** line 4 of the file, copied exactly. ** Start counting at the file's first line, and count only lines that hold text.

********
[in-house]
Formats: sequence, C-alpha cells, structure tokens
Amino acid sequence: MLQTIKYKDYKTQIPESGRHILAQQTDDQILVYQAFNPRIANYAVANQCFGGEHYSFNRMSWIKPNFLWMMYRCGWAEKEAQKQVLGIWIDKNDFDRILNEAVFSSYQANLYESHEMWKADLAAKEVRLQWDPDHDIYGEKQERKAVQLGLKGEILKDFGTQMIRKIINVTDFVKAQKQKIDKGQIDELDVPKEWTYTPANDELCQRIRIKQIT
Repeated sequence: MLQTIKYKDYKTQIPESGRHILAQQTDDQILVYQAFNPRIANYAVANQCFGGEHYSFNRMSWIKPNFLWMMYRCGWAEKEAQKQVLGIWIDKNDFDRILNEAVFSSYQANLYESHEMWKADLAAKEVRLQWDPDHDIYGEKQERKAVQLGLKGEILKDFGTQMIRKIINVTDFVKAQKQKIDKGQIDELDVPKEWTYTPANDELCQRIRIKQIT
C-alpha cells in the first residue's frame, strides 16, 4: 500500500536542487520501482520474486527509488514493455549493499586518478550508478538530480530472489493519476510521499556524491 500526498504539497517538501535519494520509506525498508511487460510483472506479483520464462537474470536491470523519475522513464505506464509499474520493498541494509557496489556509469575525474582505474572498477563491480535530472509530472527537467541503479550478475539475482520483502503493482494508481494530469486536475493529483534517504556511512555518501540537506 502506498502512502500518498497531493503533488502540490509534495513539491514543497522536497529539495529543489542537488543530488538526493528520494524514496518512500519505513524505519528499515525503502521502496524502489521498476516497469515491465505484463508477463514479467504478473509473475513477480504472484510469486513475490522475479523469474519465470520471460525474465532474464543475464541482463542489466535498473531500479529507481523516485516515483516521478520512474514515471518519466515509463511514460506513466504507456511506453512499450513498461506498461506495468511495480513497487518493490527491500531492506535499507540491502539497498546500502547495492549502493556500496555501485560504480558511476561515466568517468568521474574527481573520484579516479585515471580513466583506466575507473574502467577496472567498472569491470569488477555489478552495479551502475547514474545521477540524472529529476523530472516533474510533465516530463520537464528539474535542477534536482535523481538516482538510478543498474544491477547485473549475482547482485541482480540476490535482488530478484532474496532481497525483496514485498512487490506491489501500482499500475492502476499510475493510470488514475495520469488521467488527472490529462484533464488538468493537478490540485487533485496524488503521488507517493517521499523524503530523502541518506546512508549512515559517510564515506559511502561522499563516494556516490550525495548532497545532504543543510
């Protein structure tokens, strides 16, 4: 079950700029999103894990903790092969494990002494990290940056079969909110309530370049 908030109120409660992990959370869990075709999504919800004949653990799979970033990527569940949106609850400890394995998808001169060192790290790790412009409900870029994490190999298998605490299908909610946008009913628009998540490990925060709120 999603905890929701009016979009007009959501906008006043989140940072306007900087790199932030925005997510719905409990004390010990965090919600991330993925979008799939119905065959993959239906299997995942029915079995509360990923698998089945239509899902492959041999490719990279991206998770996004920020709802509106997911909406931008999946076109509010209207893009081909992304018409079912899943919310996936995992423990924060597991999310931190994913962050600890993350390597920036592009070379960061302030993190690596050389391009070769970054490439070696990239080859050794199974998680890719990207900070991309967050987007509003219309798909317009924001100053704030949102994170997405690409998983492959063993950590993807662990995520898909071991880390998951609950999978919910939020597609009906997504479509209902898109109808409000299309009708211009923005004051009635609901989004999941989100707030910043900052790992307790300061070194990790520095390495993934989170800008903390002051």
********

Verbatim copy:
Repeated sequence: MLQTIKYKDYKTQIPESGRHILAQQTDDQILVYQAFNPRIANYAVANQCFGGEHYSFNRMSWIKPNFLWMMYRCGWAEKEAQKQVLGIWIDKNDFDRILNEAVFSSYQANLYESHEMWKADLAAKEVRLQWDPDHDIYGEKQERKAVQLGLKGEILKDFGTQMIRKIINVTDFVKAQKQKIDKGQIDELDVPKEWTYTPANDELCQRIRIKQIT